Combustibility of the external cladding meant building was completely compromised within an hour


Residents within Grenfell Tower should have been told to evacuate and not stay put due to the external spread of fire, the public inquiry into the Grenfell Tower tragedy has heard.

Expert reports, released by the inquiry today, have said the rapid spread of fire from inside apartment 16, the flat where the fire started, to the external cladding system and the subsequent spread of flames both externally and internally made the stay put strategy “unfit for purpose”.

Dr Barbara Lane, a chartered fire engineer, concluded that residents should have been told to evacuate within 45 minutes of the first 999 call on 14 June last year.

She said: “The underlying assumptions of the building design… were undermined by the spreading external fire and the resulting internal spread of fire and smoke.

“This meant there was a total failure of the principles of Stay Put. It rendered the Stay Put strategy unfit for purpose before 1.26am.”

The formal stay put policy was maintained until 2.47 am.

Prof Jose Torero, John L. Bryan, chair and director of the Center for Disaster Resilience at the University of Maryland, went further, writing that before 1.05am - between 13 and 18 minutes after the first 999 call - the fire had reached the external cladding, meaning from this point the ‘stay put’ strategy was “compromised”.

His report found: “Analysis indicates that relatively minor, localised fire, compromised the uPVC window fittings and ignited one of the flammable components of the cladding by direct flame/plume impingement.

“This likely occurred before 1.05am, and before first responders entered Flat 16. This marked the end of the first stage of the fire.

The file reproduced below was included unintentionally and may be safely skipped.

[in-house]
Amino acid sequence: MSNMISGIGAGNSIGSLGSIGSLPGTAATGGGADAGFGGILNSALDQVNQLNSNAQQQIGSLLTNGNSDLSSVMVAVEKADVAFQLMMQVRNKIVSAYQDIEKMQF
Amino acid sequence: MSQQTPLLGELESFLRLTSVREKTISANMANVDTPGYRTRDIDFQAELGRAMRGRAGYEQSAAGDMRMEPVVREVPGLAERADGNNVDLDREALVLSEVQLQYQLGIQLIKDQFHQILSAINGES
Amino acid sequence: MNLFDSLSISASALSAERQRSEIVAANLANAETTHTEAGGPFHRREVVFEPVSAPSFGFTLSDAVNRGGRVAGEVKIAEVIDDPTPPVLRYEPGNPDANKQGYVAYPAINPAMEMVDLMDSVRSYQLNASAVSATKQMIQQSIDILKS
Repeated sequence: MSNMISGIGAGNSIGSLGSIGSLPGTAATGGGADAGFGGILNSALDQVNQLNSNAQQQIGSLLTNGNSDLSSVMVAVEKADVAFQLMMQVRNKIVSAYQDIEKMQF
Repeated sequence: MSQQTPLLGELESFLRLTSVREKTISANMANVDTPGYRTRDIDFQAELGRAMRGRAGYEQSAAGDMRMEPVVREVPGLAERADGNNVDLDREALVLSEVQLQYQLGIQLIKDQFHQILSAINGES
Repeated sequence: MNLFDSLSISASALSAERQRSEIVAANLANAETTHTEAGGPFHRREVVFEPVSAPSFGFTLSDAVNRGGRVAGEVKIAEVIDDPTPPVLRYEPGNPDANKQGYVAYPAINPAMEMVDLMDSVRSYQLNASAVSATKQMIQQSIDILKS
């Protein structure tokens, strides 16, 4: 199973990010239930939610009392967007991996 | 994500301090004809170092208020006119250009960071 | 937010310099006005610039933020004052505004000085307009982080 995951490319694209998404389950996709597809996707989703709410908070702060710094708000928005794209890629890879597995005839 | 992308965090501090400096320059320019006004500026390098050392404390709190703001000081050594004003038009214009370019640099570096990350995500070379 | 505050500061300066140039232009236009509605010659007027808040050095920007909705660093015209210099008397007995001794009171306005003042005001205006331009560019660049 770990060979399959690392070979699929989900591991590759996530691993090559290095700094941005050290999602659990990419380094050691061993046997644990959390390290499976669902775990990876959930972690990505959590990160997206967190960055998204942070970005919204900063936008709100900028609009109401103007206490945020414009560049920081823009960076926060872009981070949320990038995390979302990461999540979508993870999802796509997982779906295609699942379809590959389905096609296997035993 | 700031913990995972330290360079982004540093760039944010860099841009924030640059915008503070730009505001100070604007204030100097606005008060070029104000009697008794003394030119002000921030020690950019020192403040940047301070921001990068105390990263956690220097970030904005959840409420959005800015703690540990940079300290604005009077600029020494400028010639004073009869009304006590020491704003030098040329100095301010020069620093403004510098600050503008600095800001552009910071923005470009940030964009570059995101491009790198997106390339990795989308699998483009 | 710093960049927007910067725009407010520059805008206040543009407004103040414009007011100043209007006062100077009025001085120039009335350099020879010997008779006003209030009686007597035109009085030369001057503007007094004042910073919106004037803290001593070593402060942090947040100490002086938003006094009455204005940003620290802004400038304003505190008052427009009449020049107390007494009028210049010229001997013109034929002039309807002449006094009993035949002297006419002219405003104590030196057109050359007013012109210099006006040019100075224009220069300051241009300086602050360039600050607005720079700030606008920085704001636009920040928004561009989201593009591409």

“From this point forward, the stay put strategy was compromised and evacuation of occupants was an option to consider. Firefighters would have been operating outside of their prescribed operating procedures. The building performance implied by the design approach followed was also breached.”

He also said the architectural crown was a key component that enabled the external spread of fire, saying its “propensity to support lateral flame propagation, drip molten material and drop burning debris” were particularly significant.

Torero also said while human factors, both during and before the fire, were relevant to the internal spread of the fire “the failure of compartmentalisation needs to be treated as a compliance issue”.

Many have been outraged that Dame Judith Hackitt did not call for an outright ban of combustible cladding, which played a significant role in the external fire spread, in her review of building safety commissioned in the wake of the Grenfell tragedy.

While failing to recommend the ban, Hackitt said she would support government if it chose to follow that path.

Since the release of her report, housing secretary James Brokenshire has said the government will consult on a ban, while both he and Theresa May have said the government is generally in favour of outlawing the controversial products.